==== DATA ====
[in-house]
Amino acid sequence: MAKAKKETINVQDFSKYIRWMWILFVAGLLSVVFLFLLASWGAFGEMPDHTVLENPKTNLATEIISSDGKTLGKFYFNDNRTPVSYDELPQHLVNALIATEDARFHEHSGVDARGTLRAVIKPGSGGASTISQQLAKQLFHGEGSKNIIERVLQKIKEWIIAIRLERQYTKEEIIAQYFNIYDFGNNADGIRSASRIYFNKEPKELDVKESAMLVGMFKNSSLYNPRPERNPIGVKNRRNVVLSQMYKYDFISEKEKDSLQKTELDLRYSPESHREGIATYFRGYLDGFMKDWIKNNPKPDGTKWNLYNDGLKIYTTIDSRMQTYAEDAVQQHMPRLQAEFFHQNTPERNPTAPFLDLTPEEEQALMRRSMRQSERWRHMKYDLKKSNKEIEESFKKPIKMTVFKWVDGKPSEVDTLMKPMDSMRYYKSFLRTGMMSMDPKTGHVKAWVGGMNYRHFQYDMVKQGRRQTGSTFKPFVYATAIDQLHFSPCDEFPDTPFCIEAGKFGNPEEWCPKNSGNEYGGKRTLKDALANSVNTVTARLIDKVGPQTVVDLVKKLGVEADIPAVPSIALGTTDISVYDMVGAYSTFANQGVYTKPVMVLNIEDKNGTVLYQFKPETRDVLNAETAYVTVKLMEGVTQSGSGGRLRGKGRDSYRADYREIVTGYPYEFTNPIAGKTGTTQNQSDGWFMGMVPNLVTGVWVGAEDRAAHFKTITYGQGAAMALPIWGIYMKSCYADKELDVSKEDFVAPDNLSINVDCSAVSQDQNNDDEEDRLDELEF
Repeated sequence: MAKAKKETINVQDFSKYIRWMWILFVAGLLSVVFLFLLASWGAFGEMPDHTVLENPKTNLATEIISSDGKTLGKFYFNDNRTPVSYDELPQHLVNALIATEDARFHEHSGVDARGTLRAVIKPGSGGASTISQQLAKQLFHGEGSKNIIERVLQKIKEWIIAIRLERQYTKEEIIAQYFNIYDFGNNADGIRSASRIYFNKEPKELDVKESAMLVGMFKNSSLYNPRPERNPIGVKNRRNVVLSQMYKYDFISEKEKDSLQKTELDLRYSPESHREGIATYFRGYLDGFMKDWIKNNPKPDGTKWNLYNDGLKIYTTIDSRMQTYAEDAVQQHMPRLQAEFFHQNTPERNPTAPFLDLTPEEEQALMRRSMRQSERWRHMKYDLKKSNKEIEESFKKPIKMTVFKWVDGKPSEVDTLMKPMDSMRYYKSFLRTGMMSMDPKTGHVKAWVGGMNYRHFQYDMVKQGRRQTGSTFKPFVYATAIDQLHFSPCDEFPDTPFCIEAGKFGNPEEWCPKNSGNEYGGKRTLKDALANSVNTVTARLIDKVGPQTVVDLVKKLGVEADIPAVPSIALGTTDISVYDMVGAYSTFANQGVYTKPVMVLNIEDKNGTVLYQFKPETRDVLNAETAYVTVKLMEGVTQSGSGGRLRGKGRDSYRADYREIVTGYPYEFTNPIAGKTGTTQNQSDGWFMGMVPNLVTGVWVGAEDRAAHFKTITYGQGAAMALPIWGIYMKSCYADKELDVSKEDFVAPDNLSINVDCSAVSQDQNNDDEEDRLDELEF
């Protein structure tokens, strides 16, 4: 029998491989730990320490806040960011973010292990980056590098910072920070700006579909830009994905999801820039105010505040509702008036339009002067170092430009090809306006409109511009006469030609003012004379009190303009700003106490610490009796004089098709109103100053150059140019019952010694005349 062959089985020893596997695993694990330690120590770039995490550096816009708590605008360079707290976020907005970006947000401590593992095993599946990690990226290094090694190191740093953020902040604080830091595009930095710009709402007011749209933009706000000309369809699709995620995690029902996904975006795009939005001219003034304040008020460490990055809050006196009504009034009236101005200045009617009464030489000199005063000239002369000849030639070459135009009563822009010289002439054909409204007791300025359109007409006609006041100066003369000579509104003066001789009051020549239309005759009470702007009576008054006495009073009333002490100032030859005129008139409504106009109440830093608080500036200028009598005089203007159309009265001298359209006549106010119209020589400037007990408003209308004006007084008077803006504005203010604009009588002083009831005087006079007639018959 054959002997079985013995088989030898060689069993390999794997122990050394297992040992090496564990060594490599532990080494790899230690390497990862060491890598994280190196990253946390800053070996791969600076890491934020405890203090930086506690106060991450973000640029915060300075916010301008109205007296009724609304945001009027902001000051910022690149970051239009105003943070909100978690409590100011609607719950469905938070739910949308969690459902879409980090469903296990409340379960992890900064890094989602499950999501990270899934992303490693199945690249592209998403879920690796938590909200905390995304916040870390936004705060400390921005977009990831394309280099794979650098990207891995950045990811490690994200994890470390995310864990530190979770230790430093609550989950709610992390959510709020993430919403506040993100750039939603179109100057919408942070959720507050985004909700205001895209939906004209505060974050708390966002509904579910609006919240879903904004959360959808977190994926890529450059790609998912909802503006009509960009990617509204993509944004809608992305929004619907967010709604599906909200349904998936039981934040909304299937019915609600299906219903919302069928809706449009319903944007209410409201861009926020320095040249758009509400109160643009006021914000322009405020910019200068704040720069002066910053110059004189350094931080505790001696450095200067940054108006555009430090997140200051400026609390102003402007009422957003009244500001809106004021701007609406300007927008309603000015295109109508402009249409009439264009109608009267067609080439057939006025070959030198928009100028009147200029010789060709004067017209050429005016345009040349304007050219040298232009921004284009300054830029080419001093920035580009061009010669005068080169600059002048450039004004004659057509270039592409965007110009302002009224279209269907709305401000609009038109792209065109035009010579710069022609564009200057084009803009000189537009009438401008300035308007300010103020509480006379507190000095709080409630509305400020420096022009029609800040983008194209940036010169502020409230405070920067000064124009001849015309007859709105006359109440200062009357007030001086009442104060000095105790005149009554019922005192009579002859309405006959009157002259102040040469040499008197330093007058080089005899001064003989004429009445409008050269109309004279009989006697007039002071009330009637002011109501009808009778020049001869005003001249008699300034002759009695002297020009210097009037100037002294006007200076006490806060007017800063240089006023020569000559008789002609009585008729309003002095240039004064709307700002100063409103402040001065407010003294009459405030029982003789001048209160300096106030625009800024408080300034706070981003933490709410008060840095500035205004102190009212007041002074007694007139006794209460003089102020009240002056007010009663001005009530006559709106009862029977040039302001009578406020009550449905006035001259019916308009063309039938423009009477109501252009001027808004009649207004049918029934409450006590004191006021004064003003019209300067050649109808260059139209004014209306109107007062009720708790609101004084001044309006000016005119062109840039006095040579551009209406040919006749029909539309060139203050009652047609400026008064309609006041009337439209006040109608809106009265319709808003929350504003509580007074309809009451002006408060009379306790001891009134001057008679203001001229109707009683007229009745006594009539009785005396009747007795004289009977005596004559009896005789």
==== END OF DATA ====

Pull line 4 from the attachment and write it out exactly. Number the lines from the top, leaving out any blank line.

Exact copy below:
């Protein structure tokens, strides 16, 4: 029998491989730990320490806040960011973010292990980056590098910072920070700006579909830009994905999801820039105010505040509702008036339009002067170092430009090809306006409109511009006469030609003012004379009190303009700003106490610490009796004089098709109103100053150059140019019952010694005349 062959089985020893596997695993694990330690120590770039995490550096816009708590605008360079707290976020907005970006947000401590593992095993599946990690990226290094090694190191740093953020902040604080830091595009930095710009709402007011749209933009706000000309369809699709995620995690029902996904975006795009939005001219003034304040008020460490990055809050006196009504009034009236101005200045009617009464030489000199005063000239002369000849030639070459135009009563822009010289002439054909409204007791300025359109007409006609006041100066003369000579509104003066001789009051020549239309005759009470702007009576008054006495009073009333002490100032030859005129008139409504106009109440830093608080500036200028009598005089203007159309009265001298359209006549106010119209020589400037007990408003209308004006007084008077803006504005203010604009009588002083009831005087006079007639018959 054959002997079985013995088989030898060689069993390999794997122990050394297992040992090496564990060594490599532990080494790899230690390497990862060491890598994280190196990253946390800053070996791969600076890491934020405890203090930086506690106060991450973000640029915060300075916010301008109205007296009724609304945001009027902001000051910022690149970051239009105003943070909100978690409590100011609607719950469905938070739910949308969690459902879409980090469903296990409340379960992890900064890094989602499950999501990270899934992303490693199945690249592209998403879920690796938590909200905390995304916040870390936004705060400390921005977009990831394309280099794979650098990207891995950045990811490690994200994890470390995310864990530190979770230790430093609550989950709610992390959510709020993430919403506040993100750039939603179109100057919408942070959720507050985004909700205001895209939906004209505060974050708390966002509904579910609006919240879903904004959360959808977190994926890529450059790609998912909802503006009509960009990617509204993509944004809608992305929004619907967010709604599906909200349904998936039981934040909304299937019915609600299906219903919302069928809706449009319903944007209410409201861009926020320095040249758009509400109160643009006021914000322009405020910019200068704040720069002066910053110059004189350094931080505790001696450095200067940054108006555009430090997140200051400026609390102003402007009422957003009244500001809106004021701007609406300007927008309603000015295109109508402009249409009439264009109608009267067609080439057939006025070959030198928009100028009147200029010789060709004067017209050429005016345009040349304007050219040298232009921004284009300054830029080419001093920035580009061009010669005068080169600059002048450039004004004659057509270039592409965007110009302002009224279209269907709305401000609009038109792209065109035009010579710069022609564009200057084009803009000189537009009438401008300035308007300010103020509480006379507190000095709080409630509305400020420096022009029609800040983008194209940036010169502020409230405070920067000064124009001849015309007859709105006359109440200062009357007030001086009442104060000095105790005149009554019922005192009579002859309405006959009157002259102040040469040499008197330093007058080089005899001064003989004429009445409008050269109309004279009989006697007039002071009330009637002011109501009808009778020049001869005003001249008699300034002759009695002297020009210097009037100037002294006007200076006490806060007017800063240089006023020569000559008789002609009585008729309003002095240039004064709307700002100063409103402040001065407010003294009459405030029982003789001048209160300096106030625009800024408080300034706070981003933490709410008060840095500035205004102190009212007041002074007694007139006794209460003089102020009240002056007010009663001005009530006559709106009862029977040039302001009578406020009550449905006035001259019916308009063309039938423009009477109501252009001027808004009649207004049918029934409450006590004191006021004064003003019209300067050649109808260059139209004014209306109107007062009720708790609101004084001044309006000016005119062109840039006095040579551009209406040919006749029909539309060139203050009652047609400026008064309609006041009337439209006040109608809106009265319709808003929350504003509580007074309809009451002006408060009379306790001891009134001057008679203001001229109707009683007229009745006594009539009785005396009747007795004289009977005596004559009896005789």